sudo npm install -g angular-cli
… which provides the grounding for a successful run of…
ng new angular2-fundamentals
… but getting there meant slogging through angular-cli first blowing up because it assumed that Git would already be installed and then blowing up again because the version of NodeJS installed to support NPM’s own dependency was not adequate for angular-cli’s requirements. Ugh. This is the manner of hazing inflicted on you to make sure that you really want to use the software. And even now, having superficially seemed to succeed, I’m not even sure I really did, as the install of angular-cli itself threw some “errors” that maybe were just warnings. Who knows…
Brand awareness requires readily identifiable trademarks. And yet there exists a challenge in rendering a trademark visible without making it gaudy. The symbols of car manufacturers capture that balance perfectly. The crass advertising of car dealerships, meanwhile, tends toward the gaudy. But perhaps international car manufacturers have an unfair advantage because a high extant brand awareness makes their flag require nothing more than symbology whereas local entities have to carry more information on their signal.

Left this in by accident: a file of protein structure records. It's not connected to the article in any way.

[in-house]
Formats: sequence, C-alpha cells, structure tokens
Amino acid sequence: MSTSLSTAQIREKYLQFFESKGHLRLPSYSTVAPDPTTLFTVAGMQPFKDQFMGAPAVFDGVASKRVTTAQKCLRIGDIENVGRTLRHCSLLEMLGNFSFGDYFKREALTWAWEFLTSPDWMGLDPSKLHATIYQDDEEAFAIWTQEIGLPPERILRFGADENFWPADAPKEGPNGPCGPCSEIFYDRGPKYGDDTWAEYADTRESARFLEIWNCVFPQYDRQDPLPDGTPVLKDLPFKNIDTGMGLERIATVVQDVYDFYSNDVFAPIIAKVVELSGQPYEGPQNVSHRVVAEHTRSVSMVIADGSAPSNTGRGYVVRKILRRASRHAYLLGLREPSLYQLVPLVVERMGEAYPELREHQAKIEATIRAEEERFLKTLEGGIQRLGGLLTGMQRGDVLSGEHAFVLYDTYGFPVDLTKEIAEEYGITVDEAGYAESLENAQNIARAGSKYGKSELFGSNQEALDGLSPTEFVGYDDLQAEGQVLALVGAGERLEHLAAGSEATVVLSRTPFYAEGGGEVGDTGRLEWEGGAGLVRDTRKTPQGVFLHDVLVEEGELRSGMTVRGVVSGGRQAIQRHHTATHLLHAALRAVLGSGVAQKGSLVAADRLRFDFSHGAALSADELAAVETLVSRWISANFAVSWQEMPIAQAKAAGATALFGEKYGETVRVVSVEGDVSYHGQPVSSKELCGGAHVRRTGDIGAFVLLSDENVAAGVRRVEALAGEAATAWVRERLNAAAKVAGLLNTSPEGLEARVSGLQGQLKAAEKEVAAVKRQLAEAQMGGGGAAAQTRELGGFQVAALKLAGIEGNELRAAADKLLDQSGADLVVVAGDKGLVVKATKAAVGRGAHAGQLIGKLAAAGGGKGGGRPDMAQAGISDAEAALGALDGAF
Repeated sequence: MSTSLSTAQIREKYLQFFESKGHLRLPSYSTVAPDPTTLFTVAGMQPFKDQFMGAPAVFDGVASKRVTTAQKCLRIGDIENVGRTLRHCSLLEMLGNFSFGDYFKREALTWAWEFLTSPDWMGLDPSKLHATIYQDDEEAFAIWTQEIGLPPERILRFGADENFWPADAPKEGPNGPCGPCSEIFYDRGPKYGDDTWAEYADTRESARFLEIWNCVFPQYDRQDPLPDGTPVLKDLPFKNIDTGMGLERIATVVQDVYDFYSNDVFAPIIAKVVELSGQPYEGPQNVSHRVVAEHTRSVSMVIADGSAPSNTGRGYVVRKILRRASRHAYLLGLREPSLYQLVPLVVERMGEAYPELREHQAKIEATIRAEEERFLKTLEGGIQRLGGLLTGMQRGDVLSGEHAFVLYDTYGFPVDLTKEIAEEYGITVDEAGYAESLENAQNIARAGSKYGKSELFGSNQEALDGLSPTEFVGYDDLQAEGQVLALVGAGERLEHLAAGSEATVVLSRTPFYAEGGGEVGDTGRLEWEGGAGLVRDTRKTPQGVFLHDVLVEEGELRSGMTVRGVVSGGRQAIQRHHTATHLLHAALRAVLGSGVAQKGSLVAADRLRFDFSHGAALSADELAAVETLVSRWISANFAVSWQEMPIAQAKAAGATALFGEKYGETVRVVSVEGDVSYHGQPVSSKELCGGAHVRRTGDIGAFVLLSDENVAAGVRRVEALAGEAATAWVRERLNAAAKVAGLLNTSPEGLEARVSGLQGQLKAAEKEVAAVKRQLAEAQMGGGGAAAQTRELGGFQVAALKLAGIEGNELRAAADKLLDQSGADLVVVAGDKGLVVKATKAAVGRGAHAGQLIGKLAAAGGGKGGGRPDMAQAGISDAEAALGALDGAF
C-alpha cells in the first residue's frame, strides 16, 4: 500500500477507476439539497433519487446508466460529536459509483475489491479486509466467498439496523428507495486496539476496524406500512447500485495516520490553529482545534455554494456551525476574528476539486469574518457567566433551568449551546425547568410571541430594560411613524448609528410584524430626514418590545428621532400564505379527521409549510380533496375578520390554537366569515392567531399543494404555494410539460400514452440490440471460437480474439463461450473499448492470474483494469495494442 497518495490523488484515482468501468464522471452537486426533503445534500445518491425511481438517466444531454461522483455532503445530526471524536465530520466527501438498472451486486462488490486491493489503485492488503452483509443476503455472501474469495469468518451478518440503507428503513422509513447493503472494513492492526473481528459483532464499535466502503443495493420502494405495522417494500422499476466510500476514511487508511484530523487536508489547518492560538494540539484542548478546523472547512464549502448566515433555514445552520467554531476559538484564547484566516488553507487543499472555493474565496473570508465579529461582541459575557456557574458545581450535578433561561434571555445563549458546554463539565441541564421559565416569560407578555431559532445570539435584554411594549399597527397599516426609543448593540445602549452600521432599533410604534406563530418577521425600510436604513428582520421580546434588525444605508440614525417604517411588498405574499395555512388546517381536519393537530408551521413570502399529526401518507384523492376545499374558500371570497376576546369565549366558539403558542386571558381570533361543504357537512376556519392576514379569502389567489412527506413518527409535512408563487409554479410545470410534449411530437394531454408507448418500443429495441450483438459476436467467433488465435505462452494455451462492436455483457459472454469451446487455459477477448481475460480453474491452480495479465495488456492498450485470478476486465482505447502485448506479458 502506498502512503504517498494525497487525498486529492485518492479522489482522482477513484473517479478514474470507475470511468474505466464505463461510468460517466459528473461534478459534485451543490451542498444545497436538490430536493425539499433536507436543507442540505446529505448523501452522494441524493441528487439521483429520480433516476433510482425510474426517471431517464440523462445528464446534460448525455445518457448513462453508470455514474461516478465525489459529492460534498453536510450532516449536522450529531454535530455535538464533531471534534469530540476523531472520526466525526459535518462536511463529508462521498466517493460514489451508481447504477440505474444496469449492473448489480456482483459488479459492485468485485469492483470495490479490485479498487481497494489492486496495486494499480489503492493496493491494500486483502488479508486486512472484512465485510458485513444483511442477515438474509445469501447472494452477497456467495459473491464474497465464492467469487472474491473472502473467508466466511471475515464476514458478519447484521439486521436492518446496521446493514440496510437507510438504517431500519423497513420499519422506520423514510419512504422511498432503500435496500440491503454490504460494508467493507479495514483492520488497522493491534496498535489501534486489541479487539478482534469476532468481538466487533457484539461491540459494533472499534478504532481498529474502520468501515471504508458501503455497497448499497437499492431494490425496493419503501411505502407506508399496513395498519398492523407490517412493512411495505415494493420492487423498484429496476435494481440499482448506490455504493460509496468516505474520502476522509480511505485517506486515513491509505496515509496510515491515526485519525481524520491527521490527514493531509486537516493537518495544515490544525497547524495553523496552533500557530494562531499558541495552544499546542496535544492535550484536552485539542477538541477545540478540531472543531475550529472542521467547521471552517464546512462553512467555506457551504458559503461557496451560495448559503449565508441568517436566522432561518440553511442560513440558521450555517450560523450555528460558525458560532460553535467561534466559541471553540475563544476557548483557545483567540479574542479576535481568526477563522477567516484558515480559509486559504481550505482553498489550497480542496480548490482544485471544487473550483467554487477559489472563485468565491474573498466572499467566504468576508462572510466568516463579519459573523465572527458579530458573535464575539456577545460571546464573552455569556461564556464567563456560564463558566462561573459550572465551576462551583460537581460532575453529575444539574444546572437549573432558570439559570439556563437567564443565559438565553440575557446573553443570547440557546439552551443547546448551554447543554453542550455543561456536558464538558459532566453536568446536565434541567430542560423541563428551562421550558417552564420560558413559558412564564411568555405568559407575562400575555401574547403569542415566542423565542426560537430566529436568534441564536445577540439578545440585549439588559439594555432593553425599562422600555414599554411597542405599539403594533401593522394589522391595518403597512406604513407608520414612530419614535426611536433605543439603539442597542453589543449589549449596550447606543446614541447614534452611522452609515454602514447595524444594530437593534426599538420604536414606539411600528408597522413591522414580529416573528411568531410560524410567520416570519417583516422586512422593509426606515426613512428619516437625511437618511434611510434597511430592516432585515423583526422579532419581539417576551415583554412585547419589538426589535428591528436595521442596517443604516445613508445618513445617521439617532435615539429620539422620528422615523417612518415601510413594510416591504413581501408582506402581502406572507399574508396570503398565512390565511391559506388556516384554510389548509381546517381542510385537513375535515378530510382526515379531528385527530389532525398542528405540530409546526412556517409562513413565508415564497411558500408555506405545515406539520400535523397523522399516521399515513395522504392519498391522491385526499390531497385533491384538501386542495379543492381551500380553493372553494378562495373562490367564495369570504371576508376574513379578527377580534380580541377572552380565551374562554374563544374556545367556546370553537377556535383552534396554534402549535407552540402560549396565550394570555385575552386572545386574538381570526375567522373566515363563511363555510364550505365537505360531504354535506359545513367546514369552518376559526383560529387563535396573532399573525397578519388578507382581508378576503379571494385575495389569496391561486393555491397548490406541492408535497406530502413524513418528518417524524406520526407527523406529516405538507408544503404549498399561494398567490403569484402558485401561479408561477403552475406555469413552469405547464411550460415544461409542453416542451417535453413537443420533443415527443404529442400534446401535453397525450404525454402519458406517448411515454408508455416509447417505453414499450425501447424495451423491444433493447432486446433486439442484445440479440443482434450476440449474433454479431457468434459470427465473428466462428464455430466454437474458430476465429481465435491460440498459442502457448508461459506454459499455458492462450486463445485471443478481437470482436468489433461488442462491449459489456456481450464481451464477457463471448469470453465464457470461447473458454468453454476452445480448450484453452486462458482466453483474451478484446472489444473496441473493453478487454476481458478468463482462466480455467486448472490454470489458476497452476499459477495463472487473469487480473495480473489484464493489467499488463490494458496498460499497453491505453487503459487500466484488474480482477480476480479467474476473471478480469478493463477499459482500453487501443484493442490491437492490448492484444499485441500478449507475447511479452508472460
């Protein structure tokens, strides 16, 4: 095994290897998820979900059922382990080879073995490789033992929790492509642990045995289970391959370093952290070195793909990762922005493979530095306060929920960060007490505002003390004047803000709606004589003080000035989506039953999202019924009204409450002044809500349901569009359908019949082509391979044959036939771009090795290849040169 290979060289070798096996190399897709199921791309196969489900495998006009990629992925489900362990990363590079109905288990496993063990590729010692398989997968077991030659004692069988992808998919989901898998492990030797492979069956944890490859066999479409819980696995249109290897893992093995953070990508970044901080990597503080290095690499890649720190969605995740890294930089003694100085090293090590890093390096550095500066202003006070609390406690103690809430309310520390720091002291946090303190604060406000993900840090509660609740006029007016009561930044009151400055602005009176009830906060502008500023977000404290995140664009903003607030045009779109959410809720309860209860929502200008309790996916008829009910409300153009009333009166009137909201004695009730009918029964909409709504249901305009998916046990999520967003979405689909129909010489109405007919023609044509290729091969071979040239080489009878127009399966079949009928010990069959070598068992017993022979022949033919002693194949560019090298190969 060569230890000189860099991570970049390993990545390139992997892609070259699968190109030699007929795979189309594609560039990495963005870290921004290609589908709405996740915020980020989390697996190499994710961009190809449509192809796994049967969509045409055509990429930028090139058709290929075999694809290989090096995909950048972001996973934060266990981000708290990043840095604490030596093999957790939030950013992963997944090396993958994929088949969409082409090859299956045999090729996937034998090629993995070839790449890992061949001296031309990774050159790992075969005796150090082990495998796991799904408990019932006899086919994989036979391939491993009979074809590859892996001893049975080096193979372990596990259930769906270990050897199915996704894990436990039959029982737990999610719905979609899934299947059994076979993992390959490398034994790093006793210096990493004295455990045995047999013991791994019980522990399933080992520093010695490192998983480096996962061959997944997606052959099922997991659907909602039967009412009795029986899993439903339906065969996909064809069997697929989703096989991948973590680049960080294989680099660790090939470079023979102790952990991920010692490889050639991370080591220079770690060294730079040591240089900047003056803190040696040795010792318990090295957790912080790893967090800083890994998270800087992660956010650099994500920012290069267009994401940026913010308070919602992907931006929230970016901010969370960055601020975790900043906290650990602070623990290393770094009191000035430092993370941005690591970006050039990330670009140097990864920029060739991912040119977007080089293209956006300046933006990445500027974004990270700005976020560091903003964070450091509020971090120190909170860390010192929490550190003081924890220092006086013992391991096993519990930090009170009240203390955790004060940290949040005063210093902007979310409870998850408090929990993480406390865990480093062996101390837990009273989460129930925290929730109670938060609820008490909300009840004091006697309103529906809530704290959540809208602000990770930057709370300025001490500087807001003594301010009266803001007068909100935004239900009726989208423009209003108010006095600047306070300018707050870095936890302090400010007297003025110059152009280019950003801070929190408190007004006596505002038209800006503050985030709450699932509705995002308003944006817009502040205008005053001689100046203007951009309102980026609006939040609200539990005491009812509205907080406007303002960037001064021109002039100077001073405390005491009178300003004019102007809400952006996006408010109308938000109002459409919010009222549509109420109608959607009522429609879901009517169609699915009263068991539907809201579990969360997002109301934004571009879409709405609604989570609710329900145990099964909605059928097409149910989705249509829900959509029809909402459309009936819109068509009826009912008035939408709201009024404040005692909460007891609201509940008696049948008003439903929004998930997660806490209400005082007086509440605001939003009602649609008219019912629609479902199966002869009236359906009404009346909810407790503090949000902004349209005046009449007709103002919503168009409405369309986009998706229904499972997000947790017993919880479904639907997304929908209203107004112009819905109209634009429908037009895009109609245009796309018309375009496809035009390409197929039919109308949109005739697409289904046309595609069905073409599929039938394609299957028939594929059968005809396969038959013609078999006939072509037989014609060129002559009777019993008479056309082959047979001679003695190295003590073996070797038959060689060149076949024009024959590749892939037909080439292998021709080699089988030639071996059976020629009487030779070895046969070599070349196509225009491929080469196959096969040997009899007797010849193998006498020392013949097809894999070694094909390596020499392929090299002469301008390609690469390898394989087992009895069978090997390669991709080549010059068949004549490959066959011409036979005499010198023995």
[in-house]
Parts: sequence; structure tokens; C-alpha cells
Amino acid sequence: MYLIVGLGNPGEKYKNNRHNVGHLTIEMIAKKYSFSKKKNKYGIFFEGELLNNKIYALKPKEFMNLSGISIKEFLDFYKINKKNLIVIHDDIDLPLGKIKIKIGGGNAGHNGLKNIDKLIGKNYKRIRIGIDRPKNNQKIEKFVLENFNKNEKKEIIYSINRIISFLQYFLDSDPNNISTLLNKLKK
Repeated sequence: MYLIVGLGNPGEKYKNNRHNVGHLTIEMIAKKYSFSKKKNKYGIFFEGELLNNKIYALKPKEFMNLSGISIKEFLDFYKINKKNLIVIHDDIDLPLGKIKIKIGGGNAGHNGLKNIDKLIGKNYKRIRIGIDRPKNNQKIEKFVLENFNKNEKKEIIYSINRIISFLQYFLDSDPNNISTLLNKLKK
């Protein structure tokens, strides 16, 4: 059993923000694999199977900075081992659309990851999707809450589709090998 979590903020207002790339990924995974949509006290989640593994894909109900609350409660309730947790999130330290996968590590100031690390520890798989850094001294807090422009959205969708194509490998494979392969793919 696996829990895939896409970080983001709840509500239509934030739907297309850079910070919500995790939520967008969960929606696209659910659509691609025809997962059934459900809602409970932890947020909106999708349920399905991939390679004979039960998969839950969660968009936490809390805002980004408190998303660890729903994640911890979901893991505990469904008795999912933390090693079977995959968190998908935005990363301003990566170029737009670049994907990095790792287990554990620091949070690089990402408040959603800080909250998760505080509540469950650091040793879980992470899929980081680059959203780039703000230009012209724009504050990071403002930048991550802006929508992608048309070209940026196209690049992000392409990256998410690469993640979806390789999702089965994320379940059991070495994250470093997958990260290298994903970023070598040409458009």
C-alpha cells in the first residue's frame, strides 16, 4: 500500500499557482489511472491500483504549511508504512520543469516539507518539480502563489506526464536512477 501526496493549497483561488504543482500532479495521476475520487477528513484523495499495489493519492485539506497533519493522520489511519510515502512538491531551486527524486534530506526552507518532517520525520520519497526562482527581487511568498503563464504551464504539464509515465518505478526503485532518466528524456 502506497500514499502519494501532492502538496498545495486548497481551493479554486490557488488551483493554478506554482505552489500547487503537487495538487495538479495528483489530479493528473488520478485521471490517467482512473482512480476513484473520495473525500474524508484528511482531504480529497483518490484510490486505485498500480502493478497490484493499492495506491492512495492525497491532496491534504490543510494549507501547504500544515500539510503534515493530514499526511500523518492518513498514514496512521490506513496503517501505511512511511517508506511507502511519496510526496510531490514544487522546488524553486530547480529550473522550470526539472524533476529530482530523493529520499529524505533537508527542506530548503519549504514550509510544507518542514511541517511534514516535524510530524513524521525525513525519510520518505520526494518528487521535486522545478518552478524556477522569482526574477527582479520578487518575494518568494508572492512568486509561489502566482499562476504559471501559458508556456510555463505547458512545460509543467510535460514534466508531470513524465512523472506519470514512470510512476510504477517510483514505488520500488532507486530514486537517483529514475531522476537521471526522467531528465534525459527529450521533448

A related challenge consists of documenting the identity of a given artifact so that one might purchase a duplicate. Perhaps you bought something years ago for your home and would like another. Or maybe you’ve seen something in a friend’s house and would like one of the same. How maddening it is, then, not to be able to find any manner of key with which to look up the product’s identity. Thus sales are lost.
My cats… They’re lovable. They’re also assholes who delight in chewing through electronics cabling of a particular size. Generally optical audio cables and Apple chargers suffer the greatest casualties.
This led me to buy some handily configurable cable sleeves from Baltic Living. You can get a pack of five sleeves that you can either chain together mooshing one’s end inside another before zipping it up or zip together side-by-side to “trunk” them into a higher capacity sleeve. Simple. Elegant. Solid.
Very sensibly they put their company’s name on the product.
A more difficult decision was perhaps deciding where to put it.